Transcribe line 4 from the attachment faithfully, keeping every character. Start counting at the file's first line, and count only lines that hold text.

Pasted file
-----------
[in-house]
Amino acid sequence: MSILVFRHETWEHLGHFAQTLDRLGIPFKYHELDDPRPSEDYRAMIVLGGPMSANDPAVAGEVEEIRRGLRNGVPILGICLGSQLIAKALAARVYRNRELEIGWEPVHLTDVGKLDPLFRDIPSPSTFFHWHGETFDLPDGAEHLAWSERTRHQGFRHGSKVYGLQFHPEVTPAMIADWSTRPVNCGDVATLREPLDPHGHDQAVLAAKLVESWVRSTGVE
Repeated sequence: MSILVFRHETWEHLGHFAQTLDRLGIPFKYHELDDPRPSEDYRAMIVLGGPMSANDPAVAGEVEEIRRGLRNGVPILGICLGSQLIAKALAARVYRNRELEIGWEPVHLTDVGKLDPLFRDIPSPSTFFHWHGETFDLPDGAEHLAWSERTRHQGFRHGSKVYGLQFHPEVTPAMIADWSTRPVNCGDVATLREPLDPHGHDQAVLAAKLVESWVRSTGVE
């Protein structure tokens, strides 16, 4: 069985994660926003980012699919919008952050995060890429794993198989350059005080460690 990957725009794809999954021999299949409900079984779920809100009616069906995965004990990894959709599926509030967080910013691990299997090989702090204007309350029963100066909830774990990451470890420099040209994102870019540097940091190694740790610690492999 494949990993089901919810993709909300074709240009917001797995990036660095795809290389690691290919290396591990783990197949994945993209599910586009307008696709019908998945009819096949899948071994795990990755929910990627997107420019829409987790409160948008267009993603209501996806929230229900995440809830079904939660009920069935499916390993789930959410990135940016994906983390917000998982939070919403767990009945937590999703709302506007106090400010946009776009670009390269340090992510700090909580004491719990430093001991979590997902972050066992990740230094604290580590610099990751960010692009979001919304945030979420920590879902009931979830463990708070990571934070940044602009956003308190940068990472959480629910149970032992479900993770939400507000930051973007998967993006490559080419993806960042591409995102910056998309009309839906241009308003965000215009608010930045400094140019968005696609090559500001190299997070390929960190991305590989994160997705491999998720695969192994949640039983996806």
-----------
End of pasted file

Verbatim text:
């Protein structure tokens, strides 16, 4: 069985994660926003980012699919919008952050995060890429794993198989350059005080460690 990957725009794809999954021999299949409900079984779920809100009616069906995965004990990894959709599926509030967080910013691990299997090989702090204007309350029963100066909830774990990451470890420099040209994102870019540097940091190694740790610690492999 494949990993089901919810993709909300074709240009917001797995990036660095795809290389690691290919290396591990783990197949994945993209599910586009307008696709019908998945009819096949899948071994795990990755929910990627997107420019829409987790409160948008267009993603209501996806929230229900995440809830079904939660009920069935499916390993789930959410990135940016994906983390917000998982939070919403767990009945937590999703709302506007106090400010946009776009670009390269340090992510700090909580004491719990430093001991979590997902972050066992990740230094604290580590610099990751960010692009979001919304945030979420920590879902009931979830463990708070990571934070940044602009956003308190940068990472959480629910149970032992479900993770939400507000930051973007998967993006490559080419993806960042591409995102910056998309009309839906241009308003965000215009608010930045400094140019968005696609090559500001190299997070390929960190991305590989994160997705491999998720695969192994949640039983996806």